Not grasping children's influence on parents, a key marketer at Chrysler told a GMnavy.go volunteer in June 2004, "Kids don't buy cars; Kids buy soft drinks."
Toyota's CEO awoke each morning ecstatic! How could U.S. makers not know that Boomer women—born between 1946 and 1964—buy or influence the purchase of 80% of all cars sold in the United States? How could these U.S. makers not grasp the influence of America's 70 to 80 million Echo Boomers on their Boomer mothers?
● In the first two articles in exhibit "A," marketers are busily quoting labels they know—Millennials, Speeders, Internet Generation and Generation Next—visiting ski slopes and wondering if there are "teen codes."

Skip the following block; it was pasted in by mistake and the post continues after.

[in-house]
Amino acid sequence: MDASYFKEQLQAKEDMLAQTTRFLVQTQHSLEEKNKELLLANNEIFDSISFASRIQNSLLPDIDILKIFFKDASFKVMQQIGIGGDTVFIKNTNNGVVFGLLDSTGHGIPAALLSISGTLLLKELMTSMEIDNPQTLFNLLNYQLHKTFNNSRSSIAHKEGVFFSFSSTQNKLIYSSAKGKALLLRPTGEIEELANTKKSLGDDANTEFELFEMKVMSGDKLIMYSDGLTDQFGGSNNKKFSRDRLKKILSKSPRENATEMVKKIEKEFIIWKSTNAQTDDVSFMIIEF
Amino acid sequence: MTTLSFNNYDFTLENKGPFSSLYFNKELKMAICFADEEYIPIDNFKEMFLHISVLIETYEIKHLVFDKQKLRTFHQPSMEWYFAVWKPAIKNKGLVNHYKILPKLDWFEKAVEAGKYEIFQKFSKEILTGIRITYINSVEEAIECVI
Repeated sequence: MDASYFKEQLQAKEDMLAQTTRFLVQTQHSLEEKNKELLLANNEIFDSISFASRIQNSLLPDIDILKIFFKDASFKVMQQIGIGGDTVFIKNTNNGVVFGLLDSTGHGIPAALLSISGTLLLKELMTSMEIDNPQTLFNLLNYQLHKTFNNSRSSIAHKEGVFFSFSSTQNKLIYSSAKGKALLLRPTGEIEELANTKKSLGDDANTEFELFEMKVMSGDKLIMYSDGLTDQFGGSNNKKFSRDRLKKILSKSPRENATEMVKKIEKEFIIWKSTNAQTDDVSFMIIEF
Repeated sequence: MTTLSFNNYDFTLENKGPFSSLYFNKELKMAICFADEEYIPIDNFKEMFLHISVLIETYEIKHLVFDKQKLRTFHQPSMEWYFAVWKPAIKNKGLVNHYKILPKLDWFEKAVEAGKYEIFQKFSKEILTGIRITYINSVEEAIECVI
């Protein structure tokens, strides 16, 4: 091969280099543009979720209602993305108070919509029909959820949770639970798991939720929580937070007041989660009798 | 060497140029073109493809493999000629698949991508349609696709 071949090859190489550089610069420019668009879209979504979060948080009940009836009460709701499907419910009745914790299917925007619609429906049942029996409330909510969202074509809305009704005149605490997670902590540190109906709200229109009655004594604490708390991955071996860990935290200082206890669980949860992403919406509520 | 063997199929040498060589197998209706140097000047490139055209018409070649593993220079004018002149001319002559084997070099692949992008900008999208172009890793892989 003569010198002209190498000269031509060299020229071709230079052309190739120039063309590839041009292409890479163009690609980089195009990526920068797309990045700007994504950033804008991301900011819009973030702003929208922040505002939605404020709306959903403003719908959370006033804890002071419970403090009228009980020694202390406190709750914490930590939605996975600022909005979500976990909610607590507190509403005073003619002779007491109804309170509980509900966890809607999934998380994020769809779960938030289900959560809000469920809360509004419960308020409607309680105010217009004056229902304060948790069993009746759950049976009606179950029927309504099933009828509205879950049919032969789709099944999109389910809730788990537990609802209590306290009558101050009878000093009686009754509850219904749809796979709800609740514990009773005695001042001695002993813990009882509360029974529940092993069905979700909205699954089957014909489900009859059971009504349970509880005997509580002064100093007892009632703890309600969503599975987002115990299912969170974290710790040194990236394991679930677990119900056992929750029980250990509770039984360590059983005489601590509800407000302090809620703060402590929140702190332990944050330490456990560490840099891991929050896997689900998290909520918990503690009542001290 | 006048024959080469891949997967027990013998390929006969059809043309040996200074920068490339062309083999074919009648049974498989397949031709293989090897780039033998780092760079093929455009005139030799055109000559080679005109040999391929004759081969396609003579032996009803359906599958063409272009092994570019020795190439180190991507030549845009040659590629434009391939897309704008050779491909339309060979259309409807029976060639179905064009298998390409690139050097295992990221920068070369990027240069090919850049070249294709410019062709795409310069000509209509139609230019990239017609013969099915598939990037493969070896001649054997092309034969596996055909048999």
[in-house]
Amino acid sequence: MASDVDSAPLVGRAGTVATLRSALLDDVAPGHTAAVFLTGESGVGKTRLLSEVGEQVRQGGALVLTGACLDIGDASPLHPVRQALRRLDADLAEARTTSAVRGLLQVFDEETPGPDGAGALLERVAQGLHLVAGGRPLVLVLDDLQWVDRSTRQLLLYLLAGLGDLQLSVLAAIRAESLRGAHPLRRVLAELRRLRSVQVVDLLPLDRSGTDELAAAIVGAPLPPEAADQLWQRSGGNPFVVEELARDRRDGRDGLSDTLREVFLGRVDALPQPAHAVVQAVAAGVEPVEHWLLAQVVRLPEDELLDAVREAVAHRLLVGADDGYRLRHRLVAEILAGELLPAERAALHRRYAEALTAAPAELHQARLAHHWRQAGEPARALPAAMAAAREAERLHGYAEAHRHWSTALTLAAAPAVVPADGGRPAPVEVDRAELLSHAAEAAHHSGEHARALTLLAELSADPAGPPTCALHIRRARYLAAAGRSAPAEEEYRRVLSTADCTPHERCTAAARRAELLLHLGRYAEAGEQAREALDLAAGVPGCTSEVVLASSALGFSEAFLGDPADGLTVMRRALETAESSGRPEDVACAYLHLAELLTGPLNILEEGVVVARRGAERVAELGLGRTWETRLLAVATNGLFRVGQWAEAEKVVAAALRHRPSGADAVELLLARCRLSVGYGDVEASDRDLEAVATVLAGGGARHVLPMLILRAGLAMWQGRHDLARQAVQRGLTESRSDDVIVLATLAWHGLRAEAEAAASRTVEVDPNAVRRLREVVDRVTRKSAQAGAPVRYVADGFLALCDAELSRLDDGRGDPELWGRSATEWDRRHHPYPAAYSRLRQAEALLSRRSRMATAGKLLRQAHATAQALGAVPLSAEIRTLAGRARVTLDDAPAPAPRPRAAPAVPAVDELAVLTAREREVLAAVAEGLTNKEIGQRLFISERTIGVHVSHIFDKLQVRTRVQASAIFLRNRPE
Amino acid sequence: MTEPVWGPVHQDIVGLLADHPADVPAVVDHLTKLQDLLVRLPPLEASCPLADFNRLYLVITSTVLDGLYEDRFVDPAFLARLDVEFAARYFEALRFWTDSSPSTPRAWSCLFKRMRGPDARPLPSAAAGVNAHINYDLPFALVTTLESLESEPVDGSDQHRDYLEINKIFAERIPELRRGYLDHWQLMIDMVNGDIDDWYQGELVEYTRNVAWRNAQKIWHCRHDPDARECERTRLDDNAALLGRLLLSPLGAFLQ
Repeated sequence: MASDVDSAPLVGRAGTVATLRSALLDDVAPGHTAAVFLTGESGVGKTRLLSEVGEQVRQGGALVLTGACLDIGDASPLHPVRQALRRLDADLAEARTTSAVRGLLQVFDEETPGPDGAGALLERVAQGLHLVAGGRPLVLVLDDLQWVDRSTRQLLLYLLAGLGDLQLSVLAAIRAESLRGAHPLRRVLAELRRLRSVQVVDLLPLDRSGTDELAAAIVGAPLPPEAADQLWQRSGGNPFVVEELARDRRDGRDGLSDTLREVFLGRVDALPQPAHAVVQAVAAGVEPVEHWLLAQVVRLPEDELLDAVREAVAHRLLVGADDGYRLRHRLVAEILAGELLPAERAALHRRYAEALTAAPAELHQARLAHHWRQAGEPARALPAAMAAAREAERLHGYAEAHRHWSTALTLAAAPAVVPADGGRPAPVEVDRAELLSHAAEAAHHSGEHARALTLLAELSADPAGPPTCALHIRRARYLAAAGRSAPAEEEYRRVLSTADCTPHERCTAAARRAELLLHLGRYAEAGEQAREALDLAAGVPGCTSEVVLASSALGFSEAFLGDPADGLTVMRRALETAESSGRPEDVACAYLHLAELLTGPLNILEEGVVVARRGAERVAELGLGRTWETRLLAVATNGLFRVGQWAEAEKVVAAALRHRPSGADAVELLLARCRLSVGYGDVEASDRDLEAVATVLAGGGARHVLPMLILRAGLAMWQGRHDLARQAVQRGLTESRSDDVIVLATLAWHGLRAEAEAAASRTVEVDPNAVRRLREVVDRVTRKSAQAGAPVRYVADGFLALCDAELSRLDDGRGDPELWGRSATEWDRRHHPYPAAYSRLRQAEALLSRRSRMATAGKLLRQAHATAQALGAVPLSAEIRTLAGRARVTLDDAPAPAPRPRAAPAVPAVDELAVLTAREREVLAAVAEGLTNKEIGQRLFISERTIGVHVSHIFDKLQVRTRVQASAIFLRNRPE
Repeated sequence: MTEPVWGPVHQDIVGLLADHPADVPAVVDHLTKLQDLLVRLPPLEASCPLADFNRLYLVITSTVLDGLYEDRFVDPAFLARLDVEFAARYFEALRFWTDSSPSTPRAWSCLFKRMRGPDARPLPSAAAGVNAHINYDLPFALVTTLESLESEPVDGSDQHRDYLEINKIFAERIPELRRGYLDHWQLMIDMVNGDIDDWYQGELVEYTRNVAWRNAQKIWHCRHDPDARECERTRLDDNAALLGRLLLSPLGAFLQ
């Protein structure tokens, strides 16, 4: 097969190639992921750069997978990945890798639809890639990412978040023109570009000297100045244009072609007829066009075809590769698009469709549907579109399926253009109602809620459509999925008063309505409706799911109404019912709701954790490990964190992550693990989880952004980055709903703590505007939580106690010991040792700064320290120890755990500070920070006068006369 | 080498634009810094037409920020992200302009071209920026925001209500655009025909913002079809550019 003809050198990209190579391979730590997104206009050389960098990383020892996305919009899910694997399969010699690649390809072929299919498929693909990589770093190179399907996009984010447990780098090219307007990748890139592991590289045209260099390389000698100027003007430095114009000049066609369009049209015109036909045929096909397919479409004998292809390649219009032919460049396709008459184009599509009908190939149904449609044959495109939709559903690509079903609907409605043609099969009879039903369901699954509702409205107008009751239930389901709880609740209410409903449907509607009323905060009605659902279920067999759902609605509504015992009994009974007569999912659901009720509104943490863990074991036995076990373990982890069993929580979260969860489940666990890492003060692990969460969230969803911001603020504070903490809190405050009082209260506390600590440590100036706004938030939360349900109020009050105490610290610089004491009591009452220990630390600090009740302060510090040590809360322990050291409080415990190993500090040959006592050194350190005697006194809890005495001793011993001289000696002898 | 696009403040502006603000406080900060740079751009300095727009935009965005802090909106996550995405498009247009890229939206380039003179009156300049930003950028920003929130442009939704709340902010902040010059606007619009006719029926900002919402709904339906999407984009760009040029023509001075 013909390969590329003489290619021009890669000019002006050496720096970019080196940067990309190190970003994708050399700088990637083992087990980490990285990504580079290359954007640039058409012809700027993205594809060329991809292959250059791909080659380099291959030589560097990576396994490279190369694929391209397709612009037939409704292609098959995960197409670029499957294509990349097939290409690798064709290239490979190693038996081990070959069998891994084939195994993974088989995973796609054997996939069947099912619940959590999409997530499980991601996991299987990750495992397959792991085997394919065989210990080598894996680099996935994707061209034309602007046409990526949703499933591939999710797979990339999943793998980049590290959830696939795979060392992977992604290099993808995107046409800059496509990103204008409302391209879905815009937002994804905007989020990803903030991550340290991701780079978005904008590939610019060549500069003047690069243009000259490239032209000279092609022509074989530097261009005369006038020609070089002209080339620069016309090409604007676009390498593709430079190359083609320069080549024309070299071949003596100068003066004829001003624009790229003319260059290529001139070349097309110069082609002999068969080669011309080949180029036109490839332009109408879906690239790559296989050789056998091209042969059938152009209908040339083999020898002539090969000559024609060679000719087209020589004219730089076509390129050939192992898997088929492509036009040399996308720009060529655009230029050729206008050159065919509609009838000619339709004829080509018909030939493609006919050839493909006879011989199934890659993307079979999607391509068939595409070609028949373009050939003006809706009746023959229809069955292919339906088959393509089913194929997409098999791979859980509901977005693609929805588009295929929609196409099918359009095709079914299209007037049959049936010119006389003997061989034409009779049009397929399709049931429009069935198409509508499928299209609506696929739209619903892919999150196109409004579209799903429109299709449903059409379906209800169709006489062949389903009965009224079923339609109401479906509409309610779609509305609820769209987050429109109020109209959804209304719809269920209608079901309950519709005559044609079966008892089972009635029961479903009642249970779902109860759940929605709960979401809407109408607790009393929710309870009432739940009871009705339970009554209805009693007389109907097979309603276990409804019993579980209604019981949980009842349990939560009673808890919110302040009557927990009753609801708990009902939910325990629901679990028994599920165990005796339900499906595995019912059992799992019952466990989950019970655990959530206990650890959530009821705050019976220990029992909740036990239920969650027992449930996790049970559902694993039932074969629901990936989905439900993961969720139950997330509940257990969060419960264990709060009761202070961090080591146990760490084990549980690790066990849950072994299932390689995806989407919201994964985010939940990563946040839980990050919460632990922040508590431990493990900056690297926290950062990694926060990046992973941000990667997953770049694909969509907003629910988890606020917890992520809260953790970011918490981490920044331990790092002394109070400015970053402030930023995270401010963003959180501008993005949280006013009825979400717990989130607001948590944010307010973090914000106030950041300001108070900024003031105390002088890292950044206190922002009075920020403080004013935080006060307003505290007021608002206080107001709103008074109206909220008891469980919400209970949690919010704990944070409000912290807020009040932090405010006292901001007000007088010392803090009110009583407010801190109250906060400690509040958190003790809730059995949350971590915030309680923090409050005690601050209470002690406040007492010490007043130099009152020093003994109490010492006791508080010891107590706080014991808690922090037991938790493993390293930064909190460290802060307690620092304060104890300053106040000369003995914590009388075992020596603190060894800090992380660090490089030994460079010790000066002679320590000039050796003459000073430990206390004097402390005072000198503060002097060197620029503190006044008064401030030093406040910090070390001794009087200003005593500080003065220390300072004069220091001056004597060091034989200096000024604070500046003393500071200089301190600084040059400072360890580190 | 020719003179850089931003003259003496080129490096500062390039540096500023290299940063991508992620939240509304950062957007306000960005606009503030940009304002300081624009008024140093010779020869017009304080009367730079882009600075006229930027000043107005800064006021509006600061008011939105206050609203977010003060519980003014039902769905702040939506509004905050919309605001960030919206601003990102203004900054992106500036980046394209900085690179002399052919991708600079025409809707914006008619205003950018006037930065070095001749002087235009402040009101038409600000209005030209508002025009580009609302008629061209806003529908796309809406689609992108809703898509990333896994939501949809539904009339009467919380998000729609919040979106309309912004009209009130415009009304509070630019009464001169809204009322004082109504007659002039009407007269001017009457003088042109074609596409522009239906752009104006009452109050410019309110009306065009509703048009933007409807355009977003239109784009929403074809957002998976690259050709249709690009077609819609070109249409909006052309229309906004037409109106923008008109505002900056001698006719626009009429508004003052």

● By deleting a term here and there such as PalmPilot and inserting the latest gizmo, the marketers' and auto execs' verbalizations would seem to be not just out of touch but hard-wired. In the "What's a Cool Car?" article, read the first three paragraphs and contrast the thinking there with that of the Title I high schooler in the article's "Comment 1."
As Toyota later disclosed, four years after the articles, its focus in the U.S. included Echo Boomers, ages 5 to 20. That's right! 70 to 80 million voices with unique influence on the marketing decisions of their Baby Boomer parents. This Storyboard is a preview of Storyboard 35, Storyboard 36 and Storyboard 40. NOTE, HOWEVER, THAT THE PURPOSE OF USING THE HYPOTHETICAL GENERAL MOTORS SPONSORSHIP EXAMPLE IS NOT TO SEEK GENERAL MOTORS CORP AS A SPONSOR; RATHER, THE PURPOSE IS TO REPRESENT THE POWER OF THE GMNAVY.GO MODEL.